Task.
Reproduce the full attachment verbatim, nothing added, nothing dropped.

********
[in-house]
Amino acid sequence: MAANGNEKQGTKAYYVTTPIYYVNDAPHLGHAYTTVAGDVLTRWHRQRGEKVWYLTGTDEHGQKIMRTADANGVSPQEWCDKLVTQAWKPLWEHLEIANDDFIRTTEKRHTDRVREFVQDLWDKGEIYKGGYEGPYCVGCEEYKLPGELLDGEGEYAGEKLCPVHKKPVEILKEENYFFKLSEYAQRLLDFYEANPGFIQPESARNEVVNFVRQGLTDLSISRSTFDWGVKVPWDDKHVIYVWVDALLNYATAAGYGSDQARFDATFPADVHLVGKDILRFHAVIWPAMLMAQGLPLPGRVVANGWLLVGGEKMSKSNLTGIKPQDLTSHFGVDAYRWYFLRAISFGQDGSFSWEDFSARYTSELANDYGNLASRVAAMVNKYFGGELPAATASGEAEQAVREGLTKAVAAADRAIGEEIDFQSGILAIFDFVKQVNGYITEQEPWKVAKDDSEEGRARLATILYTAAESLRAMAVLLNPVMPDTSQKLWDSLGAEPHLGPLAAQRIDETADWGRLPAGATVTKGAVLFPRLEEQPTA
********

[in-house]
Amino acid sequence: MAANGNEKQGTKAYYVTTPIYYVNDAPHLGHAYTTVAGDVLTRWHRQRGEKVWYLTGTDEHGQKIMRTADANGVSPQEWCDKLVTQAWKPLWEHLEIANDDFIRTTEKRHTDRVREFVQDLWDKGEIYKGGYEGPYCVGCEEYKLPGELLDGEGEYAGEKLCPVHKKPVEILKEENYFFKLSEYAQRLLDFYEANPGFIQPESARNEVVNFVRQGLTDLSISRSTFDWGVKVPWDDKHVIYVWVDALLNYATAAGYGSDQARFDATFPADVHLVGKDILRFHAVIWPAMLMAQGLPLPGRVVANGWLLVGGEKMSKSNLTGIKPQDLTSHFGVDAYRWYFLRAISFGQDGSFSWEDFSARYTSELANDYGNLASRVAAMVNKYFGGELPAATASGEAEQAVREGLTKAVAAADRAIGEEIDFQSGILAIFDFVKQVNGYITEQEPWKVAKDDSEEGRARLATILYTAAESLRAMAVLLNPVMPDTSQKLWDSLGAEPHLGPLAAQRIDETADWGRLPAGATVTKGAVLFPRLEEQPTA